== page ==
The University of Puget Sound in February became the first higher ed institution to accept a gift of digital currency, when alumnus Nicolas Cary gave the Washington school 14.5 bitcoins—equal to $10,000.
Historically black colleges and universities are coming together to encourage entrepreneurial ventures and thinking among their students and faculty. Kicking off the initiative is the first HBCU Innovation and Entrepreneurship Collaborative Symposium in late March in conjunction with the National Collegiate Inventors and Innovators Alliance’s Annual OPEN Conference.
Administrators at public colleges and universities received larger raises in 2013 than did their private-institution counterparts. That’s a key finding in the “2013-14 Administrators in Higher Education Salary Survey,” conducted by the College and University Professional Association for Human Resources.
Institutions in nine states are experimenting with using papers and coursework—instead of tests—to judge whether students are learning skills employers need.
University representatives from these states will develop standards for judging students’ critical thinking, problem solving, intercultural competence and more. These skills were determined to be what employees most value in graduates, says Carol Geary Schneider, president of the Association of American Colleges and Universities.
When Colorado legalized marijuana for recreational use in January, many people also noted a simultaneous jump—nearly 30 percent—in out-of-state student applications to the University of Colorado, Boulder. The reason, says Director of Admissions Kevin MacLennan, was not the pursuit of “higher education” but merely the fact that the state also began allowing the Common Application.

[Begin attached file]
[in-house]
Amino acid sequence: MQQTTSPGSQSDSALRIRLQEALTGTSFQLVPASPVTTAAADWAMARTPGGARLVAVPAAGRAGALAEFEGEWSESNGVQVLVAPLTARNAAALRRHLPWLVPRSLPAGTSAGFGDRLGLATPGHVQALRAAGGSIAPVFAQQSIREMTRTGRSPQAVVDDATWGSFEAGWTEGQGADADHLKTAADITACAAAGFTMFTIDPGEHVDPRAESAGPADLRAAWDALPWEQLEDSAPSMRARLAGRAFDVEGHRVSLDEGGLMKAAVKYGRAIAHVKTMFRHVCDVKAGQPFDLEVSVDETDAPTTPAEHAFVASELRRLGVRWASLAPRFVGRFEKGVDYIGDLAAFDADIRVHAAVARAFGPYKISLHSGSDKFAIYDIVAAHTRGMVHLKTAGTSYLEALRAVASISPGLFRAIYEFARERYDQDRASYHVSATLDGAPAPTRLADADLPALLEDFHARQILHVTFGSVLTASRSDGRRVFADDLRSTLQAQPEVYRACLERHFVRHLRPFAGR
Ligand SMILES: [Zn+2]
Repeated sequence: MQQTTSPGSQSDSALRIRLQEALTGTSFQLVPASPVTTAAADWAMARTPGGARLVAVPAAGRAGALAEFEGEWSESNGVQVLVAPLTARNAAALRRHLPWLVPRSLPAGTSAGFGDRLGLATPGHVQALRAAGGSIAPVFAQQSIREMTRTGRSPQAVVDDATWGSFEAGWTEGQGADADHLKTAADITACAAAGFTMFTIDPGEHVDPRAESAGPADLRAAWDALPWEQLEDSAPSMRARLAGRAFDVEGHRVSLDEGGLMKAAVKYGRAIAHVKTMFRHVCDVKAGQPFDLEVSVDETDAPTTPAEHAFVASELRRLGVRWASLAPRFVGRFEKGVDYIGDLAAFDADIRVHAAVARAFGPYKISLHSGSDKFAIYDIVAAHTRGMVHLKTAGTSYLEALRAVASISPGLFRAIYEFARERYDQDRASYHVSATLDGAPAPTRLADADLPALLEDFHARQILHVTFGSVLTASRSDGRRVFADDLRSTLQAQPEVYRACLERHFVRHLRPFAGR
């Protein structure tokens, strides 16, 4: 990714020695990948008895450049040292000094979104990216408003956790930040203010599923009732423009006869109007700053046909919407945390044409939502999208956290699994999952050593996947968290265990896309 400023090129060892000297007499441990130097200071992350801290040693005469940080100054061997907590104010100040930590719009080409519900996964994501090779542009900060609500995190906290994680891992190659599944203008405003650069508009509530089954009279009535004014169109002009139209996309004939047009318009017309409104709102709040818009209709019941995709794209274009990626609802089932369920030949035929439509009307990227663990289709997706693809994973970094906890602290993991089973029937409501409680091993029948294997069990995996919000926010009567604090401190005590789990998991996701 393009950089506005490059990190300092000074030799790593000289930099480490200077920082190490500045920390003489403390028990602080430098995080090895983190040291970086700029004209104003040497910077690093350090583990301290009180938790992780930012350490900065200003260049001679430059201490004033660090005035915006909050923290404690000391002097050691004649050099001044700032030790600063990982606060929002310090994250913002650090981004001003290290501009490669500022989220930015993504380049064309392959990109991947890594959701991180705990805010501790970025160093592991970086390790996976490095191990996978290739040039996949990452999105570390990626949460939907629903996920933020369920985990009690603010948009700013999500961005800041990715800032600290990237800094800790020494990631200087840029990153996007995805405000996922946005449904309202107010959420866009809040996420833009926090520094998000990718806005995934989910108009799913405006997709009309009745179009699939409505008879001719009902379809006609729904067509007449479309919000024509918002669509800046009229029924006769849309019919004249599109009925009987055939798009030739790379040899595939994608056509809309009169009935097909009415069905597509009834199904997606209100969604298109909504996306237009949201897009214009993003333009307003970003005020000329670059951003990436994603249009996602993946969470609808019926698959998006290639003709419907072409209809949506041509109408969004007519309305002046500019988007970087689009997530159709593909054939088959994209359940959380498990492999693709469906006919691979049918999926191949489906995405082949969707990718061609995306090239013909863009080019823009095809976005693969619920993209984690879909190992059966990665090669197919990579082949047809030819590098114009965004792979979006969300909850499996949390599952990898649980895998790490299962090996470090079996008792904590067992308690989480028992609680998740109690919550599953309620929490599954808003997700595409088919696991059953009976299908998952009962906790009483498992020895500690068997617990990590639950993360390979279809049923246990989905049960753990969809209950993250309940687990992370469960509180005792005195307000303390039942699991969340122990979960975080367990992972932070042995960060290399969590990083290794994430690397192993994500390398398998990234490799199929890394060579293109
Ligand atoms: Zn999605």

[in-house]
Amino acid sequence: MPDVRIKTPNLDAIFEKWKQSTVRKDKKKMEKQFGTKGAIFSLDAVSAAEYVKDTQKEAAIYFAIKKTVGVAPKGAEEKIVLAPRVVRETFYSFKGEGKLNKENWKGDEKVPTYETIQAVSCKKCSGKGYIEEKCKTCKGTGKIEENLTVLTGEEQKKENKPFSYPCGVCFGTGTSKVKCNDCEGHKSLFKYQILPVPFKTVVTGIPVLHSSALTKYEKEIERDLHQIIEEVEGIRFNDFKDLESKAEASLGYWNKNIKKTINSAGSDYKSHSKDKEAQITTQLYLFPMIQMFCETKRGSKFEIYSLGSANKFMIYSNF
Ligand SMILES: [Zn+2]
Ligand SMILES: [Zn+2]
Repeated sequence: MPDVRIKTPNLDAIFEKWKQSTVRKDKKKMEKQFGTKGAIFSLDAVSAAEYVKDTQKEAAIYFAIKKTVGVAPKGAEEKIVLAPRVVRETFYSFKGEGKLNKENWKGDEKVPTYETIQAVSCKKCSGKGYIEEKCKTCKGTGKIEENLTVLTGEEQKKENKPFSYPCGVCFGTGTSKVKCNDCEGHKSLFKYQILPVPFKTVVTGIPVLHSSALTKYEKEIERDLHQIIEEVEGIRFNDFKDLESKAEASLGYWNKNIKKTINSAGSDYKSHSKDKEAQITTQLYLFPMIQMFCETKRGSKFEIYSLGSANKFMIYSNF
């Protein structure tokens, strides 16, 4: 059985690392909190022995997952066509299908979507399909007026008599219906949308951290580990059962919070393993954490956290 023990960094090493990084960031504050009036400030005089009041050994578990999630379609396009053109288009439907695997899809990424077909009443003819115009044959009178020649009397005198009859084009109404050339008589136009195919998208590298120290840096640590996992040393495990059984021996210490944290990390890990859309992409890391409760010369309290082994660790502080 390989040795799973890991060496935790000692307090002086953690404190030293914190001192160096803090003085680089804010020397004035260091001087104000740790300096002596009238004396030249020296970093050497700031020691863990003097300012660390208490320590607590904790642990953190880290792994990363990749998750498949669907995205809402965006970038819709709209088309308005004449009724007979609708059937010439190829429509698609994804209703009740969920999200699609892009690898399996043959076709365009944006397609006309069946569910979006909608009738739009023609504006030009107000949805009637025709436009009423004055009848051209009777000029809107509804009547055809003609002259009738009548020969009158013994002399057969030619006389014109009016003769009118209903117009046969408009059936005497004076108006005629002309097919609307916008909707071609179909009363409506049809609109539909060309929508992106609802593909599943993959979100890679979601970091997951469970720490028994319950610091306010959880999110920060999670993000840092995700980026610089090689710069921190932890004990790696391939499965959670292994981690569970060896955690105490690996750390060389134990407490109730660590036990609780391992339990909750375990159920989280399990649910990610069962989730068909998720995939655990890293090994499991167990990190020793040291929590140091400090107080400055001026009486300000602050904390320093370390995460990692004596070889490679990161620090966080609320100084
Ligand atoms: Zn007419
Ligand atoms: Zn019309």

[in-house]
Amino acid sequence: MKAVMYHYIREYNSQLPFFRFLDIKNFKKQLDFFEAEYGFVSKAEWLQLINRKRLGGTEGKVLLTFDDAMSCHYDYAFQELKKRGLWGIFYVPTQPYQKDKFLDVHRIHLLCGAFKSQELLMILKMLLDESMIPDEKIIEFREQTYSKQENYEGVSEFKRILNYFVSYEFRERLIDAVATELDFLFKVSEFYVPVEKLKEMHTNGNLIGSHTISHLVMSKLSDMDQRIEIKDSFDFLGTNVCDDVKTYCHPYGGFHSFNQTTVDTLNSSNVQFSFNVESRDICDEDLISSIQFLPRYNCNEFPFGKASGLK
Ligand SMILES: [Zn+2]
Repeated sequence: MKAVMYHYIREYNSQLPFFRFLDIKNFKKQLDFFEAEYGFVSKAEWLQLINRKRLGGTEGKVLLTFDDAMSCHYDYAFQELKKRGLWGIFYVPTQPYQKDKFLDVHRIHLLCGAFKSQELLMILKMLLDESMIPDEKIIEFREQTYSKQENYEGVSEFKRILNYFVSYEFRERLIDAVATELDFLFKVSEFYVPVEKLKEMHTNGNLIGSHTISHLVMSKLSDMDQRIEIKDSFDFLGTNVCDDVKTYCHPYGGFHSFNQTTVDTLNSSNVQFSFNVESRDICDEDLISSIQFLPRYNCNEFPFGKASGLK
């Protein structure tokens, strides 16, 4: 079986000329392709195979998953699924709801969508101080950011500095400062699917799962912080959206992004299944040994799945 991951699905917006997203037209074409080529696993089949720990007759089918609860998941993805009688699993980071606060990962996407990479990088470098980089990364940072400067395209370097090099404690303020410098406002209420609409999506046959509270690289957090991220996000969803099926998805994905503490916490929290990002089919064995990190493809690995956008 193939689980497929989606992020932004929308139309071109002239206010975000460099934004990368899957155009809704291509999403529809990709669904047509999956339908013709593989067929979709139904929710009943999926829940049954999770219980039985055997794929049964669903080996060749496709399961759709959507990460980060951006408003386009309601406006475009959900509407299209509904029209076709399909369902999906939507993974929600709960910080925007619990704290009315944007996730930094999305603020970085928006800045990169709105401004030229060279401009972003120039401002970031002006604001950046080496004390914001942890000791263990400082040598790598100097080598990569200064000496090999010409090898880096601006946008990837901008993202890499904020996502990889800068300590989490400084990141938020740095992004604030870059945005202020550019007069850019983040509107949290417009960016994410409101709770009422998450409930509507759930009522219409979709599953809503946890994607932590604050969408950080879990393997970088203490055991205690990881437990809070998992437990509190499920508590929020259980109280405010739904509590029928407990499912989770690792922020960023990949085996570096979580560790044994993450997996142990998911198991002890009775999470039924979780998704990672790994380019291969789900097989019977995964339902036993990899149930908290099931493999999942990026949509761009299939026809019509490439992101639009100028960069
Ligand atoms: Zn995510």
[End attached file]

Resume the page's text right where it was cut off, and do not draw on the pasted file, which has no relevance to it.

Bard College doesn’t judge the success of its prison initiative by the number of students who stay out of jail. Recidivism is an extremely low bar, says Executive Director Max Kenner. “We judge by how many people are becoming middle-class taxpayers, how many people are involved in deeply meaningful ways in their communities. We think by those measures we are thriving.”
While details of President Obama’s college affordability proposals are not fully known, what is clear is that higher education is going under the microscope to prove its value. Add to that a growing chorus of pundits who believe that a liberal arts education is a waste of time and a relic of the past. But two college presidents argue in a new book that a liberal arts education is, in fact, crucial to not just boosting the economy but to solving many of the world’s problems.
“Engage with the career center” sounds a bit like “eat your vegetables” to a college student. Students know they should access career planning resources, but other options from the campus activities buffet beckon.
In surveys, graduating students from Loyola University Maryland’s Sellinger School of Business and Management raved about the faculty and facility, but not the career center, says Dean Karyl Leggio.